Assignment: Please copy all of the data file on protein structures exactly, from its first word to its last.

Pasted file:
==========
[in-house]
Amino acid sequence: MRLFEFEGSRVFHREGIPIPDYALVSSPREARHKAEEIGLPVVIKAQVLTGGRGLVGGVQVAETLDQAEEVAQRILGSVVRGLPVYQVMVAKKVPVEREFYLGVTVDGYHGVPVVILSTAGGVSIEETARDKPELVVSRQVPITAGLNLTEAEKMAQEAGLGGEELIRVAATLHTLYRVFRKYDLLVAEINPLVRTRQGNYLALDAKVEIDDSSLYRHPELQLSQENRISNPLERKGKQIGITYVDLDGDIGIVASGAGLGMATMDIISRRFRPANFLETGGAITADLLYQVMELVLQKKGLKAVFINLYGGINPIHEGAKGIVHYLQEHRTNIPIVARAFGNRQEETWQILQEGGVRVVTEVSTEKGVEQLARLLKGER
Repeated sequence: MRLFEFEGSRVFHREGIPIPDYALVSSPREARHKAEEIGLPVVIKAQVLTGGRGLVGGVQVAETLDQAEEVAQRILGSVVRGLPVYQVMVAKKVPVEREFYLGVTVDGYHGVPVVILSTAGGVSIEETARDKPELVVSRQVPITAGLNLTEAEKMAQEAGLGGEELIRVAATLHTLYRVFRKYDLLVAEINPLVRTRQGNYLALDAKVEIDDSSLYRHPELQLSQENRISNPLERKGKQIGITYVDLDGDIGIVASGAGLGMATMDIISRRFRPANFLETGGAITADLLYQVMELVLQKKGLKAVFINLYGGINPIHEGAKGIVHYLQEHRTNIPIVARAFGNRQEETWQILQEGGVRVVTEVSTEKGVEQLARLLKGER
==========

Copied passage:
[in-house]
Amino acid sequence: MRLFEFEGSRVFHREGIPIPDYALVSSPREARHKAEEIGLPVVIKAQVLTGGRGLVGGVQVAETLDQAEEVAQRILGSVVRGLPVYQVMVAKKVPVEREFYLGVTVDGYHGVPVVILSTAGGVSIEETARDKPELVVSRQVPITAGLNLTEAEKMAQEAGLGGEELIRVAATLHTLYRVFRKYDLLVAEINPLVRTRQGNYLALDAKVEIDDSSLYRHPELQLSQENRISNPLERKGKQIGITYVDLDGDIGIVASGAGLGMATMDIISRRFRPANFLETGGAITADLLYQVMELVLQKKGLKAVFINLYGGINPIHEGAKGIVHYLQEHRTNIPIVARAFGNRQEETWQILQEGGVRVVTEVSTEKGVEQLARLLKGER
Repeated sequence: MRLFEFEGSRVFHREGIPIPDYALVSSPREARHKAEEIGLPVVIKAQVLTGGRGLVGGVQVAETLDQAEEVAQRILGSVVRGLPVYQVMVAKKVPVEREFYLGVTVDGYHGVPVVILSTAGGVSIEETARDKPELVVSRQVPITAGLNLTEAEKMAQEAGLGGEELIRVAATLHTLYRVFRKYDLLVAEINPLVRTRQGNYLALDAKVEIDDSSLYRHPELQLSQENRISNPLERKGKQIGITYVDLDGDIGIVASGAGLGMATMDIISRRFRPANFLETGGAITADLLYQVMELVLQKKGLKAVFINLYGGINPIHEGAKGIVHYLQEHRTNIPIVARAFGNRQEETWQILQEGGVRVVTEVSTEKGVEQLARLLKGER